Treasurer, City of St. Louis, MO 3
CONTENTS This magazine was produced by young adults from the Greater St. Louis area.
STAFF WRITERS & PHOTOGRAPHERS Myles Bastian
ENTREPRENEURSHIP & ECONOMICS CULTURE PARTNERSHIPS
Najee Person Dominigue Shields Alashia Trotter Lisa Potts Program Director Andrew Johnson Project Lead/ Creative Director
5 10 16 22 30
Ashley Johnson Lead Designer Winnie Caldwell Editor | Content Manager RC Patterson Editor ONTHEMONEYSTL.ORG
HOW TO OPEN A
BANK ACCOUNT by Malaika Charrington and Grace Gerbi Illustration by Najee Person Opening a bank account, be it checking or savings, is a great way to learn financial responsibility and money management skills. These skills will help prepare you for the future. Follow these simple steps to open up an account: 1. Find a bank or credit union that is best for you. (See pg. 30 for all the bank partners in Bank On, Save Up St. Louis). Look for banks with ATM’s and locations in your area so you can use services, cash checks, and make deposits without fees. Eligibility: If you’re younger than 18, most banks will allow you to open a Custodial Account, an account where your parent or guardian has access. A parent or guardian will need to be with you to open this account. You will need to bring identification (a driver’s license or school ID) and the minimum amount of money for opening a bank account. This varies from bank to bank, so do your research! 2. Decide what kind of account you want. Here are the basics: Checking Accounts: A deposit account that offers features like a debit card, direct deposit, online banking, ATM withdrawals and more. Checking accounts allow you to easily deposit and withdraw money that you earn. It’s almost like using cash (as you can only spend what you have) but safer because the money is in the bank. • Most checking accounts are free and there are different types at each bank. • If you spend more money than you have, you will have to pay an Overdraft Fee that typically ranges from $15-$35 for every overdrawn transaction. So be careful and watch how much you spend! Savings Accounts: This account is used mainly to build up a long-term or short-term savings. It’s great to keep extra savings for things that are important or in case of emergencies—such as fixing your car, buying a new phone, or assisting a family member in need. Most savings accounts do not earn much interest these days, but it’s always good to have reserves. It is best if you have enough money to get both a checking and savings account. That way you have an account where you can save money and another where you can spend. Always pay yourself first and try to put away money each paycheck, even if it’s a small amount. 3. Most banks are ready to help you open an account anytime. Here are some good questions to ask your banker: What is the minimum amount I have to keep in my bank account? What is the fee for going under that amount? Does this checking account have online banking features? Are there mobile apps I can use to check my account? Where can I make deposits? Are there any programs to help me save? How much does my account collect in interest? How many times can you withdraw without paying a fee? How many checks do I get, and how do I order more? Not too hard, right? So take the leap! Get your money out from underneath your mattress and invest it in a bank or credit union that you trust. FINANCE 5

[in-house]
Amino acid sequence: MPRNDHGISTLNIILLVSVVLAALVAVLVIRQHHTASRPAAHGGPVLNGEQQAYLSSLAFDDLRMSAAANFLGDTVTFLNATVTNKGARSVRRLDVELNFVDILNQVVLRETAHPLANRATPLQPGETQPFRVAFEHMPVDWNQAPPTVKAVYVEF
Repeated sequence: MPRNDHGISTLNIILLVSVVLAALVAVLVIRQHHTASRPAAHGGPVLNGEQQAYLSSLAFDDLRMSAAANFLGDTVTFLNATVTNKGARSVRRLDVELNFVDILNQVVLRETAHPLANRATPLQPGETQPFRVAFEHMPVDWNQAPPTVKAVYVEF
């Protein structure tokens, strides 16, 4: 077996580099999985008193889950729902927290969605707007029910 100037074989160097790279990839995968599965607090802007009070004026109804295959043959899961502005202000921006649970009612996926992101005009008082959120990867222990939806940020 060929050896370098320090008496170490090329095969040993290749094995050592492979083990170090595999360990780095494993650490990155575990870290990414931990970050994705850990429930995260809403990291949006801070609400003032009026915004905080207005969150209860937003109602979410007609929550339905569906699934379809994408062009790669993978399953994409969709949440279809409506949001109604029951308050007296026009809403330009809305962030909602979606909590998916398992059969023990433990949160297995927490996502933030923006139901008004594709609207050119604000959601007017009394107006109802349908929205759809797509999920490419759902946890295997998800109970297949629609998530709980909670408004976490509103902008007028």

! F L E S YOUR
FOR A FEE OR FOR FREE? THE HUGE COST OF CHECK CASHING.
by Alashia Trotter, Malaika Charrington and Quinton Le photo by Kevin Le and Malaika Charrington You just got your paycheck and want the money fast. After all, the new KD’s come out tomorrow. But before you hit the check cashing spot, ask yourself-- do you want to pay a business money just to get back the money you earned? Check cashing is a huge industry, particularly in low-income areas. Approximately 25% of families in the United States don’t have bank accounts and 63.2% of those households use services like check cashing or payday loans (FDIC, 2013). In 2014, there were $58.3 billion in check cashing transactions worldwide (FiSCA, 2014). Estimating an average fee of 3%, that’s $1.7 billion taken from people’s paychecks just to use money they earned. REASONS TO AVOID CHECK CASHING SERVICES: 1. Cashing a $1,500 check at a check cashing service will cost you $30. If you do this every other week when you get paid, by end of the year you would have spent over $780 in check cashing fees alone. 2. What else could you do with over $780? You could maybe save half of the $780 for emergencies and the other half you could invest or save for things like college books, tuition, car insurance, or the other things you need in life. Banks should be your friends. They charge nothing to cash a check, so go open up a bank account quick then make a quilt out of all the money you’ll be saving! Look around and search different banks to decide which one fits you best. You’ll have more money in your pocket after cashing your check, that’ll be for whatever you decide to do.